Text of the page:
This project explores the ways to generate pattern throught randomness, both manually and digitally. The main focus point is hexaflexagons: mathematical paper structures discovered in 1939 by Arthur H. Stone and popularised later by Martin Gardner. They consist in a single strip of paper folded into a given number of equilateral triangles and then folded into a flat hexagon. From the number of triangle will depend the number of faces the hexaflexagon can display when 'flexed' (pinched and flipped to reveal a hidden face).  Triflexagon will have three faces (one hidden), Hexahexaflexagon will have  6 faces (four hidden).n

 

By printing on the strip of paper before folding them and then combining several hexaflexagons together, one can achieve an infinite combination of patterns.

 

SCREEN PRINTING

The screen printed collection is composed of a range of wallpaper and textile samples printed using only 2 colours (black and white) and 2 two different screens. I restricted my colour palette to focus on textures and combinations of pattern.

SCREEN PRINTING PATTERN 1

This first screen was realised by randomly painting a sheet of paper and then cutting and folding it into several hexaflexagons. Those were then combined and scanned the be printed on a range of fabrics and papers.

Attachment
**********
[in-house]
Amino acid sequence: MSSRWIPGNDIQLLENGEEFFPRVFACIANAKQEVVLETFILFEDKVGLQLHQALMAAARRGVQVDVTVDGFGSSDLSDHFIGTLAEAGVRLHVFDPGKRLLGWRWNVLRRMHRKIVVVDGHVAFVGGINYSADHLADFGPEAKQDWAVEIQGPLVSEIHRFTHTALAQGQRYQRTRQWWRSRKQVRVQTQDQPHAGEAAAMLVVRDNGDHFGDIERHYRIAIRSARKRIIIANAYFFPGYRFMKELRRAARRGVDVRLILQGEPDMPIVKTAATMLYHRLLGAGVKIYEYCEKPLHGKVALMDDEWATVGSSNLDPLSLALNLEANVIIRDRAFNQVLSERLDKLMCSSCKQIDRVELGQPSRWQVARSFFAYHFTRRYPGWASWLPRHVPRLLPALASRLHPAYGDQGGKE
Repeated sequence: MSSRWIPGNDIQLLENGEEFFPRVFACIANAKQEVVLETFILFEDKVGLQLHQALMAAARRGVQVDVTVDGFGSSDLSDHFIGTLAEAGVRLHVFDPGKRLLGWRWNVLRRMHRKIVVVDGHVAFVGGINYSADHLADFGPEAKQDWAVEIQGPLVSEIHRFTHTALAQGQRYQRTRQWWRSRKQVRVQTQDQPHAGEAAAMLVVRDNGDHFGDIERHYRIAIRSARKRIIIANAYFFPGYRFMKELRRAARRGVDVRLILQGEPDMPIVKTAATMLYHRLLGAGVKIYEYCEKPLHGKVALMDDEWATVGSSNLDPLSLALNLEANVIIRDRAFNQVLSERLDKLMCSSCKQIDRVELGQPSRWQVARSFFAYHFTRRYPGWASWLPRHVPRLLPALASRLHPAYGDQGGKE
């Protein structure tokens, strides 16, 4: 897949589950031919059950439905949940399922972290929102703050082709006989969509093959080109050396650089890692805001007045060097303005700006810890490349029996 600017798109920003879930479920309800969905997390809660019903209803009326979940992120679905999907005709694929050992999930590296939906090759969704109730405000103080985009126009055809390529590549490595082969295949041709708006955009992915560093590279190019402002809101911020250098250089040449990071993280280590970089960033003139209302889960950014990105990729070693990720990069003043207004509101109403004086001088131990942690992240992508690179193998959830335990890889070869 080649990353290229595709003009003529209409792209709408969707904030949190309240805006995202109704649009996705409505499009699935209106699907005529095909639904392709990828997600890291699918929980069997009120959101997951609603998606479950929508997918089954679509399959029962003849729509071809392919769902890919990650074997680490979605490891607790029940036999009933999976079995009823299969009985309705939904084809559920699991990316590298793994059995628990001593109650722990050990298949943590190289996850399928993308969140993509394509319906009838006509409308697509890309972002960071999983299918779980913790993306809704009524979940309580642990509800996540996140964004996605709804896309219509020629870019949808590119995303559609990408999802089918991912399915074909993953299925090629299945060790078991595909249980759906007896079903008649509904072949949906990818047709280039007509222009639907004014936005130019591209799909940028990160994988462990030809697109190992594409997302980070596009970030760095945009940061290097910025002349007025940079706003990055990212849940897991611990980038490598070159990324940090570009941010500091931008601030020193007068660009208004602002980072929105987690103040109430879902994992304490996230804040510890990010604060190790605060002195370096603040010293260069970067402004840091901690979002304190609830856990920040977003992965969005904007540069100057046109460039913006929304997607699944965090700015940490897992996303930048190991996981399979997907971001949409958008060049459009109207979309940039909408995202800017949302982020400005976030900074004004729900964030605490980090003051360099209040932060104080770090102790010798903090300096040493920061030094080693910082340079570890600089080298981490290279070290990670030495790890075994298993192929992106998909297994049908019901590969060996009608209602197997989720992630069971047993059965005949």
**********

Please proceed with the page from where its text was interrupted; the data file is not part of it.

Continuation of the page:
The two samples on the left were printed using only this screen. It was printed multiples times on the same material with different binders.

SCREEN PRINTING PATTERN 2

This pattern was randomly generated using the Processing environment. It starts with a diagram of the strip of paper used to make hexaflexagon divided in triangles and squares. The program then randomly fills in the shapes with black or white. 

 
 

Prints inspired by M.C. Escher and Karl Gerstner theory of shapes and colours

These patterns were created through a short program that allowed me to draw with a random dynamic brush. The aspect of the patterns depends on the aspect of the square is it composed of (fill and stroke, shape of corners).h​

3D

Hexaflexagons and kaleidocycles

Installation where two projectors were used to display random computer generated patterns of walls and furniture​